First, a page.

So, I gave up Facebook for Lent...it was nearly impossible, as I kept getting messages and so logged on to “check” that they were not emergencies. After a couple of days of this blatant cheating, I decided to de-activate my account, so there was no way I could just log back on...I was finished with it, fed up with the cons outweighing the pros.
The thing is, Facebook is good in some ways...keeping in touch with friends and family that don’t live near me, it helps keep me in the loop of their lives. I also love some of the inspirational quotes that I read...all good.
But then I see the negative posts that people share or the comments that some people post that are unkind, often about others that they don’t even know and I feel sad that this is what we resort to...it seems we have to stamp on each other to get the cleverest quote, or to prove we are right, a holier than thou attitude comes through and it’s not pretty.
For example, there are posts about people photographed in Wal-Mart in somewhat bizarre outfits and they are often obese. I take a look at the comments and am amazed at them; they swing from “Look at the state of that!” to “Let them express themselves without judgement.” The last one referred to an older gentleman wearing hot pants, fishnet stockings and high heels...I’m not sure what he was trying to express, it just seemed an unusual outfit to wear while buying groceries.
Plus it’s soooo addictive...I can waste hours looking at my newsfeed, seeing pictures of people I hardly know, or coming across someone I used to know and thinking “Why haven’t they sent me a friend request?” and...well...you can see how it can lead to negativity…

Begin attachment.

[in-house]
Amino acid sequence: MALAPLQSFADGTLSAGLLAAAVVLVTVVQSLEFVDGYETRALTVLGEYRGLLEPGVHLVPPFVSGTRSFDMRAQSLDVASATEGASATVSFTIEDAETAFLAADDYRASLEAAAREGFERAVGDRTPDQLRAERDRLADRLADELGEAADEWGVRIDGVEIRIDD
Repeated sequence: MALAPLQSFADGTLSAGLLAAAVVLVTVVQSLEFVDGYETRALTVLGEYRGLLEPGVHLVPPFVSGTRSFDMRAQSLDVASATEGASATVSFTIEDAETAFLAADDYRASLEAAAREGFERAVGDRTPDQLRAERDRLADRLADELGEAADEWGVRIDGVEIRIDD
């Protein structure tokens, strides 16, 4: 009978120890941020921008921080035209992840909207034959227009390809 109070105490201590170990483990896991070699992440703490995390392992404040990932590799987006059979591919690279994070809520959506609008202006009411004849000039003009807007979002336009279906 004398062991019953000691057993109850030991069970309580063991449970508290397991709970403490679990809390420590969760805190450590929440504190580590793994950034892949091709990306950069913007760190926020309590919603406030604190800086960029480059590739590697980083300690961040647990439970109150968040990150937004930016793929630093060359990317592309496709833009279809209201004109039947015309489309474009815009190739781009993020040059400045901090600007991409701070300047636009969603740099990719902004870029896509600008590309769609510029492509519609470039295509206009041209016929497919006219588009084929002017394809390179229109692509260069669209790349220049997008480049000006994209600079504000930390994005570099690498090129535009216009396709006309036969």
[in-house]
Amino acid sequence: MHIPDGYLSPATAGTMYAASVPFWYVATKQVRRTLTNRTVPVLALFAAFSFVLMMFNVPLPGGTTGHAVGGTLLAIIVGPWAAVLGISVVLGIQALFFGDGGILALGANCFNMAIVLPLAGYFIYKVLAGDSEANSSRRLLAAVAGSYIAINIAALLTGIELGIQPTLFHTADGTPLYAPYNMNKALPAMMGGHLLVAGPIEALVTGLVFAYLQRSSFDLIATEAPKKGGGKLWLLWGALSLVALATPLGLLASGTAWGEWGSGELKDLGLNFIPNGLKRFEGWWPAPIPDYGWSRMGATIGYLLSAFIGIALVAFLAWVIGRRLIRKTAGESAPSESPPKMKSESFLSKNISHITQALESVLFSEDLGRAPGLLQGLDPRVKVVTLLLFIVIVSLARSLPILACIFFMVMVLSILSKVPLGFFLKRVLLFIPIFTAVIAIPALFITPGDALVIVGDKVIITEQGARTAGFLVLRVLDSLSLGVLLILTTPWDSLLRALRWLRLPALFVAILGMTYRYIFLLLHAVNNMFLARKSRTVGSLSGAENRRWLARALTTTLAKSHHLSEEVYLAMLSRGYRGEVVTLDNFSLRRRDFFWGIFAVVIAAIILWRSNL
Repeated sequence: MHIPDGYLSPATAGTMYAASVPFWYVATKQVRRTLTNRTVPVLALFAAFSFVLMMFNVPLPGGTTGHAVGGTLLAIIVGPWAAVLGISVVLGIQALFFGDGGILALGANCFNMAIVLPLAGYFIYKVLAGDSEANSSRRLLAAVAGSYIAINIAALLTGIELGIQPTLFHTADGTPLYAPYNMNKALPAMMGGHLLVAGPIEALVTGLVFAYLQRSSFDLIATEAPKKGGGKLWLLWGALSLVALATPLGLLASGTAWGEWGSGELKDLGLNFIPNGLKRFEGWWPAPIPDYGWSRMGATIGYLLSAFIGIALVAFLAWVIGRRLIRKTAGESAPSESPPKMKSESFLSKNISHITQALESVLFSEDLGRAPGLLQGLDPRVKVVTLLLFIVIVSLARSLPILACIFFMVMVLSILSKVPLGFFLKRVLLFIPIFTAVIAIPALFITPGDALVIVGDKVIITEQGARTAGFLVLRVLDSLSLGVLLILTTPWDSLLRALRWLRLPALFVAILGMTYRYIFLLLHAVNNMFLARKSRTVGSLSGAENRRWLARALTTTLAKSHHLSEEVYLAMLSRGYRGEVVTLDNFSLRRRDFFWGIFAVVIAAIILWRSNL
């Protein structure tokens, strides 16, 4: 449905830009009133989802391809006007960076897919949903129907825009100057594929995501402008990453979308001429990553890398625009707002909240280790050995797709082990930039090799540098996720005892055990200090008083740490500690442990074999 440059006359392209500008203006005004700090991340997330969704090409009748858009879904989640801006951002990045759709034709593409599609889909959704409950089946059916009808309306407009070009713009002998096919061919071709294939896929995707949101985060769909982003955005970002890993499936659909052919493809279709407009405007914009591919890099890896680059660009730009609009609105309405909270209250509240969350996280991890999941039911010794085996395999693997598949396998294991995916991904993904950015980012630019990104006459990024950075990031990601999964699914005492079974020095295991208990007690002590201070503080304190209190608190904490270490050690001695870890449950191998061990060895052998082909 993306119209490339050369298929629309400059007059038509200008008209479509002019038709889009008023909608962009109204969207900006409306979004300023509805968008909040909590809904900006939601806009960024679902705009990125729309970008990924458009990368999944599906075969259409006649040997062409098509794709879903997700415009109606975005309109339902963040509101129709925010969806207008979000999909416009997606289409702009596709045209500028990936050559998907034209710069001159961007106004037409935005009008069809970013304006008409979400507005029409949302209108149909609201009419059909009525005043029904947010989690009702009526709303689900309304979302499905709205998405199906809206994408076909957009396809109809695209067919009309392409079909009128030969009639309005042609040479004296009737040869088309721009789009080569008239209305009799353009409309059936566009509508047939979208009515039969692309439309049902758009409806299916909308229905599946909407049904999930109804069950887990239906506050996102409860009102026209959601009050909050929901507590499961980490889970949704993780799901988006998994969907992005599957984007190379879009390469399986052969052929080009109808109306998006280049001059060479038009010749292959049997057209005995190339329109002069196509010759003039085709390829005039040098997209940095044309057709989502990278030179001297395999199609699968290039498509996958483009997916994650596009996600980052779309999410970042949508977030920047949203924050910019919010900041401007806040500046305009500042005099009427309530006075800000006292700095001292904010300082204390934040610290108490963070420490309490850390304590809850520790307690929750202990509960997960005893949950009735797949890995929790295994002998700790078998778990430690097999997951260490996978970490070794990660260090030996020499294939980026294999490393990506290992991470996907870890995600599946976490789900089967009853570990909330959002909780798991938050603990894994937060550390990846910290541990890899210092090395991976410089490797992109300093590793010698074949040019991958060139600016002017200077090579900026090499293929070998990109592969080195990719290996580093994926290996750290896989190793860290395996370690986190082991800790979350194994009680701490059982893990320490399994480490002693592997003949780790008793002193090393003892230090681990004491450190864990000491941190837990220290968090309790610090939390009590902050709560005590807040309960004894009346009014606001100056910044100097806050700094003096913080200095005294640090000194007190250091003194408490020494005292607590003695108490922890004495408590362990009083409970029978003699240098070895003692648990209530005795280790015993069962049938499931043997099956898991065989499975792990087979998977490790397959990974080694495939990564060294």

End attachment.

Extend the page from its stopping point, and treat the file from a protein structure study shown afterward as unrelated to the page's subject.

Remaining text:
I see posts of things from the 70’s, programmes I used to watch, or bikes I used to ride, with the caption “Remember this?” And I think, “Yeah, I remember falling off my Chopper and getting lost on bike rides.” Yes, Sesame Street and Rainbow were great, but having more choice now is surely better? I am astounded by the post that says: “I’m glad I had a childhood before technology took over.”
Really? My memories of childhood were feeling bored, hanging out at the park, playing “Knock Down Ginger” and upsetting the elderly...and was life really better without mobile phones? The hours of frustration waiting for each other, with no way of communicating, the time spent on the telephone to the love of your life, the humiliation of a parent ending the call on the upstairs phone...no, give me my mobile any day.
If we are always looking backwards, how do we live in the now? Memories are great because they are memories-things to occasionally think about, smile and carry on with life.
There seems to be this unwritten rule that everything was better in the good old days...life may have been simpler, but it was certainly less tolerant; every generation has its own issues and troubles.
So, that’s why I am off Facebook…for the time being…